As it turns out, Criterion waited to secure the rights to a pivotal film—Citizen Kane—before making its 4K entrance. This film choice, coming to 4K Blu-ray in “November 2021,” is remarkable for a few reasons. But beyond its inclusion in typical best-films-ever lists, Criterion hasn’t been able to release a version of Citizen Kane since its 50th anniversary Laserdisc release in 1992.
That same month, five other films from Criterion will join Citizen Kane in 4K UHD Blu-ray format:Read 4 remaining paragraphs | Comments


Original URL: https://arstechnica.com/?p=1786419

Original article

Game engine, meet game streaming: Unity acquires Parsec for $320M

Enlarge / Unity unites with Parsec in a $320 million deal. (credit: Aurich Lawson)
The parent company of Unity, one of the most popular game development engines in the world, has made arguably its biggest acquisition of another gaming company yet. The deal, announced on Tuesday, sees Unity taking control of Parsec, a peer-to-peer game-streaming protocol. The acquisition is valued at $320 million.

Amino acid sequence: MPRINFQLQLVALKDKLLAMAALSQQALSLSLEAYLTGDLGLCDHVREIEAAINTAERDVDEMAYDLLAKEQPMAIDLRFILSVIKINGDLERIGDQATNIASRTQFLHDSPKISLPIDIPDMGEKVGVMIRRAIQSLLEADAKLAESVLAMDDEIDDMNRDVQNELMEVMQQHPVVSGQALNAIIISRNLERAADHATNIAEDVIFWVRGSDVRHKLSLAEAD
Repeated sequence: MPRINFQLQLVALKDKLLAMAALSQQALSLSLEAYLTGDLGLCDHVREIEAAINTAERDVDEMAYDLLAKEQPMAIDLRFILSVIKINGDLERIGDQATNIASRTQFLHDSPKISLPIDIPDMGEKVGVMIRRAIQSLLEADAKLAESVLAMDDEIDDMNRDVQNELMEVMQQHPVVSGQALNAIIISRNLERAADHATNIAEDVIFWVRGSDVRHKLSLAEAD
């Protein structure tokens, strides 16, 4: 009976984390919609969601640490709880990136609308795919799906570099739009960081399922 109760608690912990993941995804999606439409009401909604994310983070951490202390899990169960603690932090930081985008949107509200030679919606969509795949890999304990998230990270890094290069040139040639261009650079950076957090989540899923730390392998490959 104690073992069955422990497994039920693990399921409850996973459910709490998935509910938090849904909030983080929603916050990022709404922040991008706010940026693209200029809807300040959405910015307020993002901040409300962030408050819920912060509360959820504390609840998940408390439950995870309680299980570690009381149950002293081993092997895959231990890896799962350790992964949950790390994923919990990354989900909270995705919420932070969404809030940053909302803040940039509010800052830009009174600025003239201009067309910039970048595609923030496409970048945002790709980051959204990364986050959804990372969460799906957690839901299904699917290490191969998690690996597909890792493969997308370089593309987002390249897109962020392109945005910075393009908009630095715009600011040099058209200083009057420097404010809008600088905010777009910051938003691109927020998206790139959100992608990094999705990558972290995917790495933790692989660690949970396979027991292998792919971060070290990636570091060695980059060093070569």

In the years since Unity’s 2005 inception, its tools have been used to make games for pretty much every console, smartphone, and VR platform imaginable. It’s similar to other publicly available game engines like Unreal, as it revolves around a general toolset that can be used to build video games from scratch or expanded upon as developers see fit. Unity users can then nimbly port finished games across a variety of weaker and stronger platforms.
A recent stock market IPO by Unity Technologies infused the company with cash, which


Original URL: https://arstechnica.com/?p=1786234

Original article

How one game’s delisting pokes a hole in the Xbox Game Pass promise

Enlarge / Another sim racer bites the dust—and this time without a new one in its place. (credit: Xbox Game Studios / Turn 10)
Microsoft has long boasted about the backward compatibility of its Xbox consoles, letting you play hundreds of past-gen games on newer systems like the Series X/S. But the game publisher and console maker is quieter about taking older games down from its digital storefronts—and this week’s latest casualty, coming from a popular first party, presents problems for Xbox’s recent sales pitches.